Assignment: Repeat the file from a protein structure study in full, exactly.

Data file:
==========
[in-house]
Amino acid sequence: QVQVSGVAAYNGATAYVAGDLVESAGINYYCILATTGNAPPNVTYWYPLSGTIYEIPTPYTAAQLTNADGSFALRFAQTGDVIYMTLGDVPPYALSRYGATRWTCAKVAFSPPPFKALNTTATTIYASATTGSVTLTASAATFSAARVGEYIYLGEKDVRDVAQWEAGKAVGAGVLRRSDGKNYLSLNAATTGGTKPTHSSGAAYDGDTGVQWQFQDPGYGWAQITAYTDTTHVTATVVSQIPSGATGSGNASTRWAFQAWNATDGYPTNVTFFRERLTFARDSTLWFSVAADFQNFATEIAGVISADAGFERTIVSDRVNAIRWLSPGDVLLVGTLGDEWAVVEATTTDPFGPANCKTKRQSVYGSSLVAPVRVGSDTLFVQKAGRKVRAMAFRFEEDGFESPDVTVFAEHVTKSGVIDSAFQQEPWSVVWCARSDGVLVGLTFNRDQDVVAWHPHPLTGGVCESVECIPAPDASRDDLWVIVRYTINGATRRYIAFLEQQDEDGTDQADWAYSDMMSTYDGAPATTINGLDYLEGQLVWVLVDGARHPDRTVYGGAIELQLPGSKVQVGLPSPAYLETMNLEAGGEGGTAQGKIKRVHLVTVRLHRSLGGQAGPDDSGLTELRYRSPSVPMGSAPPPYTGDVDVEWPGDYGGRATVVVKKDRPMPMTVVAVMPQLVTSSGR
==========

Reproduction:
[in-house]
Amino acid sequence: QVQVSGVAAYNGATAYVAGDLVESAGINYYCILATTGNAPPNVTYWYPLSGTIYEIPTPYTAAQLTNADGSFALRFAQTGDVIYMTLGDVPPYALSRYGATRWTCAKVAFSPPPFKALNTTATTIYASATTGSVTLTASAATFSAARVGEYIYLGEKDVRDVAQWEAGKAVGAGVLRRSDGKNYLSLNAATTGGTKPTHSSGAAYDGDTGVQWQFQDPGYGWAQITAYTDTTHVTATVVSQIPSGATGSGNASTRWAFQAWNATDGYPTNVTFFRERLTFARDSTLWFSVAADFQNFATEIAGVISADAGFERTIVSDRVNAIRWLSPGDVLLVGTLGDEWAVVEATTTDPFGPANCKTKRQSVYGSSLVAPVRVGSDTLFVQKAGRKVRAMAFRFEEDGFESPDVTVFAEHVTKSGVIDSAFQQEPWSVVWCARSDGVLVGLTFNRDQDVVAWHPHPLTGGVCESVECIPAPDASRDDLWVIVRYTINGATRRYIAFLEQQDEDGTDQADWAYSDMMSTYDGAPATTINGLDYLEGQLVWVLVDGARHPDRTVYGGAIELQLPGSKVQVGLPSPAYLETMNLEAGGEGGTAQGKIKRVHLVTVRLHRSLGGQAGPDDSGLTELRYRSPSVPMGSAPPPYTGDVDVEWPGDYGGRATVVVKKDRPMPMTVVAVMPQLVTSSGR